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Alan Stolier, MD/

GROUNDHOG DAY: Silicone implant complications revisited


Silicone implant complications revisited

Do you remember when the FDA lifted a 14-year ban on silicone implants in November 2006? At that time, the FDA and the Institute of Medicine based its decision to lift the ban on silicone implants on a number of small studies in the US and Europe; the studies, for the most part, were sponsored by implant manufacturers. That long-lasting moratorium resulted in thousands of lawsuits resulting in the bankruptcy of Dow Corning. Today over 300,000 cosmetic breast augmentations and 100,000 breast reconstructions that utilize implants are performed yearly in the US.

The authors of Breast Implant Long-term Outcomes”, published last month in the Annals of Surgery, studied a prospectively collected database called LPAS (large postapproval studies) that had not previously been analyzed. The database totaled 99,993 patients and included data from Allergan’s 41,342 silicone implant patients and 15,646 saline implant patients. In addition, Mentor had also enrolled 41,975 silicone implant patients and 1030 saline implant patients. Seventy-two percent had primary augmentation and 15% were revisions.

Systemic harms were reported only for silicone-gel implants and not for saline implants. Diagnoses were made using a standard incidence ratio (SIR), the ratio of observed number of cases to the expected number of cases. Diseases that occurred over 2 times the general population included Sjogren syndrome (SIR 8.14), scleroderma (SIR 7.0), rheumatoid arthritis (SIR 5.96) and melanoma (SIR 3.71). Diseases with less than a SIR of 2.0  but with statistically significant associations included overall cancer incidence, neurological disorders, multiple sclerosis, and myositis. Interestingly, there were decreased rates of fibromyalgia and lung cancer. Unexpectedly, the rate of stillbirths (SIR 4.5) was more than double the general population; although there were statistically significant decreased rates of birth defects and congenital malformations.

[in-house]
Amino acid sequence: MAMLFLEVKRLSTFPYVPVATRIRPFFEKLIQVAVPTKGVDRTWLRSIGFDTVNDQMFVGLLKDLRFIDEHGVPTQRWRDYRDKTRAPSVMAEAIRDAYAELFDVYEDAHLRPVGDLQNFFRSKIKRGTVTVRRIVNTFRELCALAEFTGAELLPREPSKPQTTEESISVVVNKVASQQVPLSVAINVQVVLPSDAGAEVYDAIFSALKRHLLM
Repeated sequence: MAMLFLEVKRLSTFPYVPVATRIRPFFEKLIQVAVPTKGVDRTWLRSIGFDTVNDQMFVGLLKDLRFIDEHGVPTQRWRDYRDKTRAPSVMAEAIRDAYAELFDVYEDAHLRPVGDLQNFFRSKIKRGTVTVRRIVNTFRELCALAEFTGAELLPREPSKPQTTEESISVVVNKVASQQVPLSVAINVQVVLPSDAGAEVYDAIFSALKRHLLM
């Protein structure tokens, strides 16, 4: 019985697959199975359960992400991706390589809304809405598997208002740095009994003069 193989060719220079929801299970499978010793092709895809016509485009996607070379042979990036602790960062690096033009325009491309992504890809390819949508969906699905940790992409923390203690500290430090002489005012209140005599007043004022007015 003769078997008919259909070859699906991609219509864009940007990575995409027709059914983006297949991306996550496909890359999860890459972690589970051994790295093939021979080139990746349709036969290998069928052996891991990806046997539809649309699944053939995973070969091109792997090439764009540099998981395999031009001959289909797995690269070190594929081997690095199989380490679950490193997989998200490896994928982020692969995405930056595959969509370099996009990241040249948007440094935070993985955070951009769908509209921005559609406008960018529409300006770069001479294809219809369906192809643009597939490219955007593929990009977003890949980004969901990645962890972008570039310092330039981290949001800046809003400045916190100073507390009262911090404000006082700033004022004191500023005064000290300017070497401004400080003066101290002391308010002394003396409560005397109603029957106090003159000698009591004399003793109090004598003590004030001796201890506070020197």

The weakness of this study is that the diseases were self-reported. Yet the near 100,000 patients renders the study robust.

So from 1992 to 2006 silicone gel implants were taken off the market in the US because of reports of systemic disease possibly implant related. Now, over 14 years since the end of the moratorium, the question again arises as to whether certain systemic harms are resulting from the use of gel implants. Plastic surgeons, if not all surgeons who are asked about silicone implants, will again need to inform their patients about the possible systemic diseases associated with silicone gel implants.

As Yogi Berra once said "It's deja vu all over again". 

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